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Basketball Defense - 2-2-1 Half Court Press

By Dr. James Gels, from the Coach’s Clipboard Basketball Playbook
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This trapping half-court press can be effective against teams with mediocre, inexperienced guards. Remember, any trapping defense always carries some risk of giving up the easy weak-side lay-up.

Initial Set-up (diagram A)
Two defenders are at the half court line (X1 and X2). X3 and X4 are positioned near the three-point arc. X5 is positioned in the middle near the free throw line. We like to have someone at this position at all times to cut off the center pass.

Our guards (X1 and X2) meet the ball at half-court and force it to one side. As the ball moves to the side, the defenders shift also toward that side (see diagram A).

2-2-1 half-court press defense 2-2-1 half-court press defense

In this example, the ball is dribbled toward the right sideline. X4 comes up and stops the sideline penetration, completing the trap with X1. X2 has dropped down toward the three-point line and X5 moves out a little toward the corner, while X3 moves to the middle (diagram B). Notice that we still have a 2-2-1 configuration at this point.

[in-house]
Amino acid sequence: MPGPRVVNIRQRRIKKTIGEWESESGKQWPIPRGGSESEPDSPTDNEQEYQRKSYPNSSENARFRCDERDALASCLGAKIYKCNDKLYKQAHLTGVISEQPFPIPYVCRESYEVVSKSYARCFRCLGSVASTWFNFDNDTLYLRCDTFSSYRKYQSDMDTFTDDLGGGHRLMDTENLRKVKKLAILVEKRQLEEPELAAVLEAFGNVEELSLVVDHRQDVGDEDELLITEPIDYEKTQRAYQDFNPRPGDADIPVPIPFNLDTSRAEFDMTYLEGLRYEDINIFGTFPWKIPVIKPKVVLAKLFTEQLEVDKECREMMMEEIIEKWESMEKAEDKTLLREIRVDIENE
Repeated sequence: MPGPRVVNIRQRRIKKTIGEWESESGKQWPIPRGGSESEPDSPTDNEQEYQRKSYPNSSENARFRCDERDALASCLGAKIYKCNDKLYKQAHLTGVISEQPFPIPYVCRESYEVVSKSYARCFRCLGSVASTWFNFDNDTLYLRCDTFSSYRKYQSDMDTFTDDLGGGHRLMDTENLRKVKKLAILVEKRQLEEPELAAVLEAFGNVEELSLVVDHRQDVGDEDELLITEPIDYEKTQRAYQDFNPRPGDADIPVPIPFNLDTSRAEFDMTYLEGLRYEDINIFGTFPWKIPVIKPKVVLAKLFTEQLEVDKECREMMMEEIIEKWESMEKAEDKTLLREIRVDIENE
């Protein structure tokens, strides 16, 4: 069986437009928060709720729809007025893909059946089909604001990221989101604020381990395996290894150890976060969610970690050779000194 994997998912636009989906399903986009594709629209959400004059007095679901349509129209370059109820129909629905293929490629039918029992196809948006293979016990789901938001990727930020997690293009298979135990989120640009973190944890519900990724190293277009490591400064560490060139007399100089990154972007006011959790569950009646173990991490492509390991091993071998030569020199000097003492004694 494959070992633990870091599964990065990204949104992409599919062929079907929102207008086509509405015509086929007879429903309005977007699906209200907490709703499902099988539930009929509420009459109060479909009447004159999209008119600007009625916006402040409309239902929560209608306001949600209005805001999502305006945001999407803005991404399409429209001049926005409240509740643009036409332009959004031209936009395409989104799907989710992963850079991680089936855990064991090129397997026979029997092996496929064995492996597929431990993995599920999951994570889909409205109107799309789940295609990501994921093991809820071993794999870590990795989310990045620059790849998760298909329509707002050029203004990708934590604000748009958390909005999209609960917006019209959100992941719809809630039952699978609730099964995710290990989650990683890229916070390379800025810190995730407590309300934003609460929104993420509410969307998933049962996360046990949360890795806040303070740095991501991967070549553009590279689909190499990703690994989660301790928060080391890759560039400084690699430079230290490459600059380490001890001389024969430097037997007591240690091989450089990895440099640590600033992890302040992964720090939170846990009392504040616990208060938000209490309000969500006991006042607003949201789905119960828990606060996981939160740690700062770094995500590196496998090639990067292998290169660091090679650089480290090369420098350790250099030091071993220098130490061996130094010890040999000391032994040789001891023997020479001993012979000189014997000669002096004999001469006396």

X2 and X5 position themselves in the gap between two offensive players, looking to intercept. X3 fronts any offensive player that moves into the high post at the free throw line, and denies that pass.

If the ball is passed across court to the opposite sideline (diagram C), X2 and X3 create the trap, with X1 moving to the top of the three-point arc (X2's former position). X5 moves ball-side, and X4 moves quickly to the middle (X3's previous position).

2-2-1 half-court press defense - left side 2-2-1 half-court press defense - left side

If the ball is passed into the corner (diagram D), X5 moves out to cover it, while X4 moves to the ball-side low block. At this point, go into your man-to-man defense or zone defense. You can continue trapping the sideline and baseline using your normal defense.